But all day I worry about her. I am a mass of conflicting thoughts - thoughts that strike me on every level.

Raoul called me yesterday. His second baby is due in mid-March. Caroline is still working and plans to continue doing so after the baby is born, a nanny takes care of the children. I find myself having traditional feelings, believing that for a couple of years children should have a full time mother. How can R and I be friends yet choose such extremely different women for bearing our children.

I am impressed to look around me and find that all the men I know have married strong women. Yet, I am retaining a more macho model. I have not given in to the trends of the day. In a macro way, I believe this is the right choice - less conflict, securer roles, better guidance for children. On a more micro level I am not happy because I think life with a stronger woman can be more interesting, more fulfilling eventually, though the risks are higher. In a sense I believe I am living up to my own philosophy which says we cannot change who we are or our personalities or even manipulate our destinies too much without disaster, so that the only sensible course is to discover as much about that personality and destiny and nudge it sideways in a manner that might benefit us. Try to overturn personality and destiny (like Colin for example) and it does not work, but perhaps we can guide it in marginally different directions. This philosophy has guided my choice of profession and now my strange relationship with B.

I read a book by Bernard Levin which looks at the trials and tribulations of the sixties. His style becomes a little overbearing at times, and I lose the sense of his long sentences, but he is undoubtedly a clear and interesting thinker. I am shocked to find many of my own beliefs about society today were already apparent in 1970 when this book was published - the most obvious being the flight from the pill, the flight to new religions, and the overpowerfulness of trade unions. He focuses on the Profumo affair, seeing the public hiatus over the affair as a symbolic outpouring of society’s frustration at the great changes taking place. He believes nothing has been quite the same since. One of his central theses is that there is a battle between the traditionalists and the forward-lookers, those that want to stay where they are and those that are pushing ahead. He takes endless digs at public figures like Malcolm Muggeridge, Lord Hailsham, Lord Denning, Enoch Powell, i.e. people who set themselves up as fonts of wisdom.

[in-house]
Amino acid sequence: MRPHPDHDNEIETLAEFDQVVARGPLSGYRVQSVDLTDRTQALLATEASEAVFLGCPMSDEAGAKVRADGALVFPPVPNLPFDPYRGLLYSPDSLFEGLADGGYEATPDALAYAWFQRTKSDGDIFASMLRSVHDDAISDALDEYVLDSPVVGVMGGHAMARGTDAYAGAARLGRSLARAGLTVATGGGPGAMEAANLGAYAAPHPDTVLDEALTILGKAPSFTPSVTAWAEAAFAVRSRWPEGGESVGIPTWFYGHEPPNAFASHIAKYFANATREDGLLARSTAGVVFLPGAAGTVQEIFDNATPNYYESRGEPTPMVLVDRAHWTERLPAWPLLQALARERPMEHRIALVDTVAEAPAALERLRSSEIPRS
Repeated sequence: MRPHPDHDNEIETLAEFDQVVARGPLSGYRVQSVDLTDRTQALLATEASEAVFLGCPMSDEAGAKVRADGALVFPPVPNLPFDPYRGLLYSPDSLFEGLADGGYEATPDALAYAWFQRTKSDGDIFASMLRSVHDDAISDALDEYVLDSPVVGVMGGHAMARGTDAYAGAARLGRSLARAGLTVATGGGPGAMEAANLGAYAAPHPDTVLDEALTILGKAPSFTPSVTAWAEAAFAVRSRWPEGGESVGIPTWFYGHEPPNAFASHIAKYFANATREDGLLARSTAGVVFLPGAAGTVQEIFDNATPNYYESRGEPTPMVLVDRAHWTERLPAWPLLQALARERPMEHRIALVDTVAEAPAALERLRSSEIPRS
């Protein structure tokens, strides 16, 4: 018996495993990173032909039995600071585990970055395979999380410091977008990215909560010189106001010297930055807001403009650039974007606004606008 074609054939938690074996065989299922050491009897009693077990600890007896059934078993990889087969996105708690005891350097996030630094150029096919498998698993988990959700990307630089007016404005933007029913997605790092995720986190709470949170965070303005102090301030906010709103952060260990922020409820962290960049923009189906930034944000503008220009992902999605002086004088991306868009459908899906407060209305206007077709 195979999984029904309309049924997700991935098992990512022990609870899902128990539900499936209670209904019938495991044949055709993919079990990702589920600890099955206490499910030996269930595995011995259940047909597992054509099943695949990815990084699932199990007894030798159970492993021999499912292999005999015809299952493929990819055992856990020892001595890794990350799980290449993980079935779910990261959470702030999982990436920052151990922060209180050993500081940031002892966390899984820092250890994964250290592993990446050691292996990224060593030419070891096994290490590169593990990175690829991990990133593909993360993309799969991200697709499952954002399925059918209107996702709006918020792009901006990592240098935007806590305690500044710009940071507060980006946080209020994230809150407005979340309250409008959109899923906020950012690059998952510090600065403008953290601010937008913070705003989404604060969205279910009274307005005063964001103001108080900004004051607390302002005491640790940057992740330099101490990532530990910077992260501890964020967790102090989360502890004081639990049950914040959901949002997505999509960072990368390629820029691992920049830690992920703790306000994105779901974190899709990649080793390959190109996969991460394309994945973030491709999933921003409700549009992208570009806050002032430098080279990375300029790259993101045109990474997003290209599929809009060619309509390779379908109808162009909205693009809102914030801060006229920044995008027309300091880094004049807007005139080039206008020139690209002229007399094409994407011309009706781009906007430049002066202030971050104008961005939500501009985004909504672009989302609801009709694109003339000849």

Wednesday 11 February